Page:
Ògbójú Ọdẹ, named after Ògbójú Ọdẹ nínú Igbó Irúnmọlẹ̀, a book by D. O. Fagunwa translated by Wo̩lé S̩óyínká, had called to her when her father died. She had read it in a park that mimicked a forest and the protagonist, too, had lost his father at the age of 25. This forest of daemons reminds her of her country, Nigeria.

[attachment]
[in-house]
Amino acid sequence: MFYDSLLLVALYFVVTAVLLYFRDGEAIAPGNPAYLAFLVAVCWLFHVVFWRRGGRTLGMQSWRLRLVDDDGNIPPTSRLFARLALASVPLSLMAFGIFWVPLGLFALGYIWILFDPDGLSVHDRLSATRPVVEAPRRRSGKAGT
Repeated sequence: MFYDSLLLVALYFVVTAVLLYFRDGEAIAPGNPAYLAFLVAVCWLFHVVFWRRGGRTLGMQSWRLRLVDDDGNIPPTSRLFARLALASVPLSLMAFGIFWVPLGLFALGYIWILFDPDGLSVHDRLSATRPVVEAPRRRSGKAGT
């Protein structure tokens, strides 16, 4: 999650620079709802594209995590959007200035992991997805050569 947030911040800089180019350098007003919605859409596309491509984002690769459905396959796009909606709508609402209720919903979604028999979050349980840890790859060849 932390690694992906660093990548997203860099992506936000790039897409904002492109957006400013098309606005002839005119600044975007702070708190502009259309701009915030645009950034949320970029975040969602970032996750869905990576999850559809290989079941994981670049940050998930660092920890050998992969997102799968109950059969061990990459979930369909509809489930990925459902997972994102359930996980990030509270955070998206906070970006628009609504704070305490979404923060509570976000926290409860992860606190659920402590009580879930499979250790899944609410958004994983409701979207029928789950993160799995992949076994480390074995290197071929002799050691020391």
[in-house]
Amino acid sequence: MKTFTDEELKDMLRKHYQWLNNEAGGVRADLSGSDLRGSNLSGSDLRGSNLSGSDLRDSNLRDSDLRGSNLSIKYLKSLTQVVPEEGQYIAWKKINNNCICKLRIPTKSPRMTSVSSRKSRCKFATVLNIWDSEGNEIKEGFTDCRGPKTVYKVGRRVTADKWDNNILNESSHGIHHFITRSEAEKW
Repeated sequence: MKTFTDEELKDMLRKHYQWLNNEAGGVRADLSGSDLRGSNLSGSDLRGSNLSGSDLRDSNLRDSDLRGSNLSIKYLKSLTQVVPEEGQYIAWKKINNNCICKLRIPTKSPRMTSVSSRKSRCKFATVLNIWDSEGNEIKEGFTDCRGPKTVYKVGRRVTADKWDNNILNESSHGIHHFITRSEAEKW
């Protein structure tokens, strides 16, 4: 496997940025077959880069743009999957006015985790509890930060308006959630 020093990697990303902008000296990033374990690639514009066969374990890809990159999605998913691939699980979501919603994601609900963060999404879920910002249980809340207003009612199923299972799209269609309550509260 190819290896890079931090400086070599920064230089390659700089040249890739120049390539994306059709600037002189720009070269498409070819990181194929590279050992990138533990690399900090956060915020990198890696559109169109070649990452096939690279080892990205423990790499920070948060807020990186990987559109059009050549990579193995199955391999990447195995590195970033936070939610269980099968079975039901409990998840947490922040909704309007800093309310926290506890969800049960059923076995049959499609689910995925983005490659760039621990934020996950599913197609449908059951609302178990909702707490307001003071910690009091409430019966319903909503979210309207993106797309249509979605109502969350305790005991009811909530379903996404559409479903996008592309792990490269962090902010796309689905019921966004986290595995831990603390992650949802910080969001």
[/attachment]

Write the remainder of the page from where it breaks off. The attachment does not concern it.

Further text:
Ògbójú Ọdẹ is made in memory of her father, Babáṣọlá Òjó, a true creative who lived in Nigeria, a country that demands too much of its brilliant minds and gives too little in return. With this project, she aims to explore mappings, using future tools and technology, to seek out archival engagements between artists in Lagos, where she is from, and Berlin, two cities bubbling on the edge of artistic expression, and because we have all become archivists of some sort, a plethora of people avail themselves.